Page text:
Virtual Special Issue - Education and Mobility

To celebrate the journal's 40 years anniversary, RRR will present a series of three virtual special issues from December 2020 to February 2021. Each virtual issue is dedicated to one of the journal's core topics, and covers a selection of previously published articles. The second virtual special issue is on "Education and Mobility", with a collection of four articles published in RRR since 2017.

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Are they coming back? The mobility of university graduates in Switzerland
The present paper focus on the possible impact of university graduates’ internal mobility in Switzerland. This is an interesting setting because all the cantons have to bear the public costs for their students irrespective of the students’ study place of choice. As not all the cantons have a university, in some cantons students have to leave their home involuntarily to attend university. Focusing on the description of factors explaining internal graduate mobility, we investigate which of the cantons lose potential tax payers for which they had to bear the study costs and discuss the potential consequences on the financing of higher education. On average, half of the students who had left their place of living in order to study do not return to their home canton. Approximately half of those who do not return from the canton in which they studied move to a third canton. Besides other factors, which are linked to post-graduation mobility, we find that top-performing students return less often than low performers. As a consequence, the cantons without universities face a quantitative as well as a qualitative disadvantage compared to cantons with a university.
Chantal Oggenfuss, Stefan C. Wolter | RRR 2019

The price of mobility. How personality and preferences shape the mobility premium of university graduates
This paper addresses the question concerning the price of geographic mobility in various labour market and migration scenarios. Pivotal points are expected mobility premiums which are sufficient to tip the scales in favour of moving to a geographically distinct location. These premiums are first derived within a theoretical model, accounting not only for location-specific amenity levels or labour market conditions, but also for heterogeneous personality traits and preferences. Derived hypotheses demonstrate that—in presence of heterogeneous psychic costs or adjustment capabilities—expected mobility premiums can remain distinctly positive even in an unemployment scenario. Furthermore, adjustment capabilities are to a large extent related to earlier mobility experiences, implying that labour mobility is partially learnable.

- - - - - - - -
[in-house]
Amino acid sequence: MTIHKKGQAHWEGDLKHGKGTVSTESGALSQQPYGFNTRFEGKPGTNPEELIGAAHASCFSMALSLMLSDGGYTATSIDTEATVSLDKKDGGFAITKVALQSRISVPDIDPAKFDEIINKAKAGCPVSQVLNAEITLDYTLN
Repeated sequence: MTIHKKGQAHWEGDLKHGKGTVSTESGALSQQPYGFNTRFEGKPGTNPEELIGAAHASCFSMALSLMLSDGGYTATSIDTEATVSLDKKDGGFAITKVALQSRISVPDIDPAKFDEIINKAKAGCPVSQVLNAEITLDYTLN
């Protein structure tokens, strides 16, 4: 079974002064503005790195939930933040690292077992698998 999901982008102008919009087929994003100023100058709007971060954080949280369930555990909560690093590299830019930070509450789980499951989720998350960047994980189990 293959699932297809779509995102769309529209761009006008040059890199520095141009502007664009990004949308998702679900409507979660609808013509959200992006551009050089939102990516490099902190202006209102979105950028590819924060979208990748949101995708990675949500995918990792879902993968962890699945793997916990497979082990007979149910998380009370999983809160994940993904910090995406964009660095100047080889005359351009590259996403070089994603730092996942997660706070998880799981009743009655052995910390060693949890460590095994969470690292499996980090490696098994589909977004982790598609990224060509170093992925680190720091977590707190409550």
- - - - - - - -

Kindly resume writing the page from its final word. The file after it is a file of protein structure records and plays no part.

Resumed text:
Reinhard W. Weisser | RRR 2019

Motives behind the mobility of university graduates – A study of three German universities
The mobility of university graduates is influenced by economic factors and individual attitudes. The paper at hand focuses on the motives and studies the location preferences that university graduates have while they search for jobs (instead of a survey after graduation) and the reasons for these location preferences. To this end, prospective graduates from three universities in Hesse, Germany, have been surveyed in 2012. From this detailed data, we find that a majority has preferred locations during job search, but graduates with a strong focus on job opportunities are more often spatially open. Graduates focusing on social ties search dominantly at familiar places. Big cities attract especially graduates valuing job opportunities or amenities. As found previously in other studies, prior migration increase the propensity to move again after graduation. Overall, there is a large potential to retain graduates in the university region: most students include the university region into the spatial scope of their job search.
Sidonia von Proff, Matthias Duschl, Thomas Brenner | RRR 2017

Where do regional influences matter? The impact of socio-spatial indicators on transitions from secondary school to university
The paper at hand concentrates on how regional indicators influence school graduates’ transitions to university in and outside their home region. Our paper contributes to the literature in three ways: We include not only study opportunities in the region but focus on three distinct regional factors; namely, the economic situation, the university orientation as well as study opportunities. Furthermore, we quantify the spatial radius in which the three regional indicators affect individuals’ transition to university. Beyond that, the analyses cover a period of 26 years to infer on developments in the relevance of regional factors over time. To do so, geographic information on regions is used and aggregated within travel-time radii. The data is linked to panel data from the German National Educational Panel Study (NEPS). Our findings indicate that, school graduates’ chances to enter university depend on labor-market conditions as well as on university infrastructure. We find that spatial radius matters; significant regional associations can only be observed up to radii of 60-minutes of travel time. Regional influences on the chance to enter university and the place of study increase over time.
Katarina Weßling, Nora Bechler | RRR 2019

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